Eastern Economic Corridor of Innovation (EECi) is going to establish the most modernized prototype biorefinery of ASEAN under cooperation of a world leading Belgian company specialized in the industry. The factory will hopefully be opened around March or April, 2021 and will produce bioenergy which serves as a precursor for various biochemical substances and bioplastics. Such production enables Thailand’s bio-industrial development to serve the needs of different industrial sectors of the country, thus upgrading it to become a leader in bio-industry in the future.
The Executive Vice President of National Science and Technology Development Agency (NSTDA) and the Director of EECi Janekrishna Kanatharana, Ph.D., talked about the progress of the EECi project. He stated that it could become a leading innovative ecosystem of the ASEAN region whose researches and innovations create sustainable economic improvement and good living quality among Thai people. There are 5 missions for the project: 1. Serving as a center where researches are extended to commercial areas and developed from foreign technology, 2. Serving as a center for development of human resources and advanced professional skills, 3. Serving as a hub for services of industrial enhancement by technology, 4. Promoting new business start-up and creation and 5. Promoting local community development in neighboring areas.
Covering a total of 3,454 Rai land of Wang Chan Valley in Rayong, the EECi saw 45% of completed construction. The rest will be finished at the end of this year before interior decoration. The first phase of the EECi, to start in June, 2021, will consist of the prototype biorefinery factory as the major project. The factory resembles a place where natural gas and petroleum are used as a raw material for fuel and petrochemical production for plastic pellets which are fundamental of industrial sectors.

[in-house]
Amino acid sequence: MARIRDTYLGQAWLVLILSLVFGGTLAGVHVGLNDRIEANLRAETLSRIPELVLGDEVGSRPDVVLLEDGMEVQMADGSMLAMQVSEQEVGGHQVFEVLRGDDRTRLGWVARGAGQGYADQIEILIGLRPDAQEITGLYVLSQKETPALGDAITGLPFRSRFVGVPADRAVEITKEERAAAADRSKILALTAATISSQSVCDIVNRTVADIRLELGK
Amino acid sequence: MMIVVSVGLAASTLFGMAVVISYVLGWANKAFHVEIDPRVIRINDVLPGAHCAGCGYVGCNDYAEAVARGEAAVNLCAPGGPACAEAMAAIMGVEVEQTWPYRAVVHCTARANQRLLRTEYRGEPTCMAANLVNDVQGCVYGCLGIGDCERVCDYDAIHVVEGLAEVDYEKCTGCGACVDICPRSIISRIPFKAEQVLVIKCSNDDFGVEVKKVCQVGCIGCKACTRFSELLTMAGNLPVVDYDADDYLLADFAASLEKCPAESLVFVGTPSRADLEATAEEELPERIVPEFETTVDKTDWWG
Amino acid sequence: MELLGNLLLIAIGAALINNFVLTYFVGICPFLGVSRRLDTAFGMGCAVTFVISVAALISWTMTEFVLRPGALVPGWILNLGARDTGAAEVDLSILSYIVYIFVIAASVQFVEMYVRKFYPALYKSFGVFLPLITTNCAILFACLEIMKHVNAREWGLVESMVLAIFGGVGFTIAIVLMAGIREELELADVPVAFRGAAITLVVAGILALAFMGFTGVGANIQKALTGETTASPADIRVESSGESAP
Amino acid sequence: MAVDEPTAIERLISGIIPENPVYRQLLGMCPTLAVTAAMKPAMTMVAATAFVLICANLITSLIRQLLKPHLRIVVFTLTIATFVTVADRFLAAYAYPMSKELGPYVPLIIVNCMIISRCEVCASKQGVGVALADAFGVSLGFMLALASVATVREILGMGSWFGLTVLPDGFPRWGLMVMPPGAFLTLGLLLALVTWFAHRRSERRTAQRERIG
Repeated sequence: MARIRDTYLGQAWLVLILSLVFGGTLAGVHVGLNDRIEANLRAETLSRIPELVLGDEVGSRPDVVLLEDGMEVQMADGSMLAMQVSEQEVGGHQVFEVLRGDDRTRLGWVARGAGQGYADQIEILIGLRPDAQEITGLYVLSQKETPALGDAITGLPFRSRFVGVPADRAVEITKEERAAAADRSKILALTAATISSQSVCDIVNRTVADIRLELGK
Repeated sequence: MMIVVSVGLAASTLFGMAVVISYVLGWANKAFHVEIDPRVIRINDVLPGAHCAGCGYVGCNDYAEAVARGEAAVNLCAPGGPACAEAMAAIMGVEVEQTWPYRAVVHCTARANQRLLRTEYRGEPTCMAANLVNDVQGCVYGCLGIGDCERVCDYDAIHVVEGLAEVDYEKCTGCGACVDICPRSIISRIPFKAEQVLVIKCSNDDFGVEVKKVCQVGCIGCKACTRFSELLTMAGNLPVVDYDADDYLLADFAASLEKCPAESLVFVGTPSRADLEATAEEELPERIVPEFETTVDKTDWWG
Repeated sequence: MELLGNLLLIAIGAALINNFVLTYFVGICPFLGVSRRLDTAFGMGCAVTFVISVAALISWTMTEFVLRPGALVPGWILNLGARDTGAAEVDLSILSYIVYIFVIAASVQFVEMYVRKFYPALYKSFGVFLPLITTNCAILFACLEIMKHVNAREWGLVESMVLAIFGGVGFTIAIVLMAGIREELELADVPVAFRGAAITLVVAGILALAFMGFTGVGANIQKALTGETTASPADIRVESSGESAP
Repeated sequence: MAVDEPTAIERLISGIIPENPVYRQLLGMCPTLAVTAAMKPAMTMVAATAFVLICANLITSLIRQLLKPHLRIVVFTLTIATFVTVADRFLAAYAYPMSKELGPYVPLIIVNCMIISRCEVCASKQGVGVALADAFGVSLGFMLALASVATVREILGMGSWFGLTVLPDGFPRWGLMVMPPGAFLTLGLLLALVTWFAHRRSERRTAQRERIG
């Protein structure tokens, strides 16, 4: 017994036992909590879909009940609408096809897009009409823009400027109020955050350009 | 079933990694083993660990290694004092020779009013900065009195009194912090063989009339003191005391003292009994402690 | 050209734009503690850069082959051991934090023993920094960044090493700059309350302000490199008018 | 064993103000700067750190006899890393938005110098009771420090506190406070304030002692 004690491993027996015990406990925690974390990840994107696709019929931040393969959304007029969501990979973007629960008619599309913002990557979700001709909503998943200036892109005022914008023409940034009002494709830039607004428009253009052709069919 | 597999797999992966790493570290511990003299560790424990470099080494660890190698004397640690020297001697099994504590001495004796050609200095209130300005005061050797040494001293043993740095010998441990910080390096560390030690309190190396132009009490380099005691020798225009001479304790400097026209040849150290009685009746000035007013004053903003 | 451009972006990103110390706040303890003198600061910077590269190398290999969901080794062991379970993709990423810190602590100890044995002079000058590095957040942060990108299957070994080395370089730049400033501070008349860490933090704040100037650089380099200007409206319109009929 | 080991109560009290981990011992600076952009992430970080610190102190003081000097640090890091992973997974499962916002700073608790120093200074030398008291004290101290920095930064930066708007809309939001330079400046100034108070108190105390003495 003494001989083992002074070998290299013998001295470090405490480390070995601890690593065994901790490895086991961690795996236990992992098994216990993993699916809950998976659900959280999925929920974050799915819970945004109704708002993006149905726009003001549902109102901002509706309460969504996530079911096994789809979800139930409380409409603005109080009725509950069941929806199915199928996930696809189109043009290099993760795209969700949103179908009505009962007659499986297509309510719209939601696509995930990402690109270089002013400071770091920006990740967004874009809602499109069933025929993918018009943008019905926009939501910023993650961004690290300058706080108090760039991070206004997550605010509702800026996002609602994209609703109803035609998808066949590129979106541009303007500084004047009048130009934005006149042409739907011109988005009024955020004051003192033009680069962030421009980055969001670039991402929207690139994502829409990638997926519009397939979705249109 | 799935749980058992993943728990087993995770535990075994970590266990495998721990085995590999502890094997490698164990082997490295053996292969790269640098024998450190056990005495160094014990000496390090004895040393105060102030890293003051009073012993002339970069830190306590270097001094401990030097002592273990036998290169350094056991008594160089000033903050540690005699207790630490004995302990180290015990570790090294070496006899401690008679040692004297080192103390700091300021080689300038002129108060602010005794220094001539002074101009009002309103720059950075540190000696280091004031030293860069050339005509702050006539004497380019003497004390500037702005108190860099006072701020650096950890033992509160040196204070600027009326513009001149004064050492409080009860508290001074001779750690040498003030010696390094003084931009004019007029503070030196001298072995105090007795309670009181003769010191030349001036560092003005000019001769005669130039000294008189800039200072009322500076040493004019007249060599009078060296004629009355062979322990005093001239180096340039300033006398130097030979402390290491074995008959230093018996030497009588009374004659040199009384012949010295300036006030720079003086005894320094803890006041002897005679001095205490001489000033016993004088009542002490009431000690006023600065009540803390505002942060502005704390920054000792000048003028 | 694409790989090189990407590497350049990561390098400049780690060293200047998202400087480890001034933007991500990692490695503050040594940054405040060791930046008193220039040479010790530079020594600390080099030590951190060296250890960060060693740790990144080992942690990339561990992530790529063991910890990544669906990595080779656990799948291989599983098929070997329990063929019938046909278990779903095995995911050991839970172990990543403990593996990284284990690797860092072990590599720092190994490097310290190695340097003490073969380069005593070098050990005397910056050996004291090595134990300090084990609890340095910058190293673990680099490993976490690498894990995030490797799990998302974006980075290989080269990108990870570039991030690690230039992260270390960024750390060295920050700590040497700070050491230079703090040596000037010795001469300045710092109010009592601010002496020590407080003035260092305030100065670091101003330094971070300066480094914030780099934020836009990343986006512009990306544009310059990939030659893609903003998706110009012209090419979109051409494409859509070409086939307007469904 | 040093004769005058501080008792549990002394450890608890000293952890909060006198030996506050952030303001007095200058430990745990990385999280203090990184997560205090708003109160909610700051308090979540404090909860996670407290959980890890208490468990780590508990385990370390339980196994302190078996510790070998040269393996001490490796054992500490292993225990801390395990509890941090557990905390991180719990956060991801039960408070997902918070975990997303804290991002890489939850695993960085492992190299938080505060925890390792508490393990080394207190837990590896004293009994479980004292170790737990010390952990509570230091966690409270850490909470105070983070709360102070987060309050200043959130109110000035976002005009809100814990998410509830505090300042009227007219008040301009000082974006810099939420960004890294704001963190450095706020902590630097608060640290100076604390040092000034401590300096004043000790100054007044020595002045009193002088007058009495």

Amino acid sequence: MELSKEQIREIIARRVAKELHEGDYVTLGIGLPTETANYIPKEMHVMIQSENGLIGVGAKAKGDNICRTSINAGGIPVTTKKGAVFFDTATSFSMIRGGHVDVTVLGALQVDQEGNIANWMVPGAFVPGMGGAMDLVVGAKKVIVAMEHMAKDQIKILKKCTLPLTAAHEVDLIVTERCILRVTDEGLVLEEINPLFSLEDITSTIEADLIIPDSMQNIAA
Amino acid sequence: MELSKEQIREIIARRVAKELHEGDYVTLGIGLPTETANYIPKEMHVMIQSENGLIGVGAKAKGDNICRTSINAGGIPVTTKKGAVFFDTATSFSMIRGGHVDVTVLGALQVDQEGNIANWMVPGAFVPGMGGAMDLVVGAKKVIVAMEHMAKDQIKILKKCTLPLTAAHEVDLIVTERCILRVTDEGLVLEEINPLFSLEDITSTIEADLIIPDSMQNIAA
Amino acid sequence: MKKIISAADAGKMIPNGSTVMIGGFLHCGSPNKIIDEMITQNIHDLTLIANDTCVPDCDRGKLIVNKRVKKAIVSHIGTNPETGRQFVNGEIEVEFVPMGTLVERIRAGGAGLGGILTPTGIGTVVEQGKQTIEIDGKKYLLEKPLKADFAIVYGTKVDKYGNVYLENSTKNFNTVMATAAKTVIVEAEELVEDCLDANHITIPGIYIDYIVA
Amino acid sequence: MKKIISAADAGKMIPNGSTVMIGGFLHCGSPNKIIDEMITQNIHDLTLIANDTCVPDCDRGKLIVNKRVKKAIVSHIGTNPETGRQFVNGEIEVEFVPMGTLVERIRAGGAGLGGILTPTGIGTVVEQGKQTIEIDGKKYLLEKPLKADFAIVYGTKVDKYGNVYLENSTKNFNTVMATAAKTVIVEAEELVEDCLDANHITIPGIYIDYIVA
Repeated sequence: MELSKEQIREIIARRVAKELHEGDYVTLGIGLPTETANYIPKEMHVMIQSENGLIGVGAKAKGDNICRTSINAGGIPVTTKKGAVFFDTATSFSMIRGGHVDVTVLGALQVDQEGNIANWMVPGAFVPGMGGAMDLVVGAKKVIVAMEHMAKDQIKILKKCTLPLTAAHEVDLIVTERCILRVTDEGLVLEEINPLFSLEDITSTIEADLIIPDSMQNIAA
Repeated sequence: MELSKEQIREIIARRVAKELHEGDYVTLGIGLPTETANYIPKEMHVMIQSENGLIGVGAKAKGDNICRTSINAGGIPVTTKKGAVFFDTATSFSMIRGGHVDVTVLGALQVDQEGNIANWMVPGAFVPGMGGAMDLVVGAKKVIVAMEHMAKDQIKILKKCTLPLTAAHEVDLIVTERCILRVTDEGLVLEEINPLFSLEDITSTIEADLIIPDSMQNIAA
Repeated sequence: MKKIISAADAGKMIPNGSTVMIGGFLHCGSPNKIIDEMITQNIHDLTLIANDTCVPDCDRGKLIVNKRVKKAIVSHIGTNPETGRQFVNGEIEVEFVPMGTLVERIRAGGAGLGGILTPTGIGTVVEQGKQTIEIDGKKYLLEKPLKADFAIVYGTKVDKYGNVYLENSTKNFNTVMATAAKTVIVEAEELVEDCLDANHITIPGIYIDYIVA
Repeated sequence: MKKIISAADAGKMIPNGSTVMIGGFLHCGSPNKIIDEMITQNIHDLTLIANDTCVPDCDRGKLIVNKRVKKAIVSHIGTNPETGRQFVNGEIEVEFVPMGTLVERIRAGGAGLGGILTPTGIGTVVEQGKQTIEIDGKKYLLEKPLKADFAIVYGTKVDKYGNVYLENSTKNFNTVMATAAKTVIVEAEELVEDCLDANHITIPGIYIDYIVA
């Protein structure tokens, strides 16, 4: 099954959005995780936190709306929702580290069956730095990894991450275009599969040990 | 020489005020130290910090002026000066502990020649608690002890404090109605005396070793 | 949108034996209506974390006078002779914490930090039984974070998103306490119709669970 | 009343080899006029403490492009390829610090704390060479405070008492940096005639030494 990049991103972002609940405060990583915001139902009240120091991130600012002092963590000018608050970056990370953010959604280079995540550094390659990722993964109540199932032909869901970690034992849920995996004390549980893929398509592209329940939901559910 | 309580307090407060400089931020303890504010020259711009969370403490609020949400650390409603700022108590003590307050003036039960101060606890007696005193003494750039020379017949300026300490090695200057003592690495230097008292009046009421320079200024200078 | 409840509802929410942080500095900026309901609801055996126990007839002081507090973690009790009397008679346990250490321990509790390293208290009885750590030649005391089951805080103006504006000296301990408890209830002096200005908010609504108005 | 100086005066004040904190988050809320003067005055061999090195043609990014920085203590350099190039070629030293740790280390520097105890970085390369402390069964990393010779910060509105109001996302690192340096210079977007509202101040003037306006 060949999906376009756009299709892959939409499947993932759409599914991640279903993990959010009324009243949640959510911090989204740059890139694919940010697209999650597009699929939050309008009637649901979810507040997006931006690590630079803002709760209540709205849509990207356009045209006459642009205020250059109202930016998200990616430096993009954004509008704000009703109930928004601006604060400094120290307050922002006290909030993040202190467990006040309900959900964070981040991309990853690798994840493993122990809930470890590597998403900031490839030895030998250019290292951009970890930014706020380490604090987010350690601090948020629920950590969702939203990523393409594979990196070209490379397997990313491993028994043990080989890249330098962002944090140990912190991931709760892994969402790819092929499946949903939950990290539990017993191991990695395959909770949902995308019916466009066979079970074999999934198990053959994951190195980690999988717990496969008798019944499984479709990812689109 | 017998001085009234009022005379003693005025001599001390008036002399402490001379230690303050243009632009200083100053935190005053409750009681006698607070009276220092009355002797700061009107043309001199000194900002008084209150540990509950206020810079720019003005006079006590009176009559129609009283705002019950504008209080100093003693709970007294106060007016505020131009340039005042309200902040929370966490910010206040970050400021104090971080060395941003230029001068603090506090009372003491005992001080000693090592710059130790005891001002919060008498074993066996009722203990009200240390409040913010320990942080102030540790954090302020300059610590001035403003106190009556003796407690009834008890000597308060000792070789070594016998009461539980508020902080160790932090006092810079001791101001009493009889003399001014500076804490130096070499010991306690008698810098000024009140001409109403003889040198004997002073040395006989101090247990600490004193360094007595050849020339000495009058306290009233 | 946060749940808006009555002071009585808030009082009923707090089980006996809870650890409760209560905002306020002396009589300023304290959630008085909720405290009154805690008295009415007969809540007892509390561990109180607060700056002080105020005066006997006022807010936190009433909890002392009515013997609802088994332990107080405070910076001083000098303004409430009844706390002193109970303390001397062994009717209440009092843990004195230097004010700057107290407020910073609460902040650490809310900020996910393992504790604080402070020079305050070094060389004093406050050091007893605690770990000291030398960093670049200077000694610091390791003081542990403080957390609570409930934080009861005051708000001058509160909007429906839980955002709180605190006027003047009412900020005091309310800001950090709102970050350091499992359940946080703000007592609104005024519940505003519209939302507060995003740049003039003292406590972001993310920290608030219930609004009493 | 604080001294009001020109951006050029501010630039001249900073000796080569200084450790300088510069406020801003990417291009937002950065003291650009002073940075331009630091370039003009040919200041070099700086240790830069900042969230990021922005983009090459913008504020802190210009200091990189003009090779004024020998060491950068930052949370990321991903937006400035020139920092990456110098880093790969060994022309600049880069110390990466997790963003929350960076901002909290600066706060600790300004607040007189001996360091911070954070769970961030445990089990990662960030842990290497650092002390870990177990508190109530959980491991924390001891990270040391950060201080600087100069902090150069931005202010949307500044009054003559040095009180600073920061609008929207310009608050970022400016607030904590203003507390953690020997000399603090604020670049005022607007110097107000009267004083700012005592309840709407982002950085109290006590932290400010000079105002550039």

The biorefinery factory will instead use agricultural products and leftovers to produce bioenergy as a precursor for biochemical substances and bioplastics, both of which will be used by industrial sectors to replace petroleum-based chemical substances. The latter is currently being used less thanks to the global environmental awareness and increasing concerns with biological products. As a result, Thailand’s industrial sectors are abruptly upgraded and imported petroleum-based raw materials to the country are cheap since they can be produced locally. The biorefinery project, likewise, enables Thailand to invent new biochemical substances which serve the needs of local industries, hence allowing the country to become an industrial leader in the future.
There are 2 types of biorefinery factories: the Non GMP and the GMP ones. The former will produce biochemical substances not involved with any food and human body parts like various bioplastics whereas the latter will produce some extracts for humans, herbal extracts, active ingredients in medicine and cosmetics. The products will add more value to Thai agricultural products. The 2 factories will be the most modernized in ASEAN, where, at present, only Malaysia reportedly has its own. While the Malaysian one focuses on palm products, the Thai one will cover all agricultural products.
In the past, Thailand’s industries had to import biochemical products from overseas in high prices. Most of them did not correspond to the local needs as raw materials here differ from other countries’. In case Thailand has its own biorefinery factory, local agricultural products can be researched and transformed into bio-extracts that serve local needs. The products, originated from local raw materials and Thai people’s intellect, will distinguish Thailand from other countries. Also, it will mark unprecedented local technology whose more high value products are exported worldwide.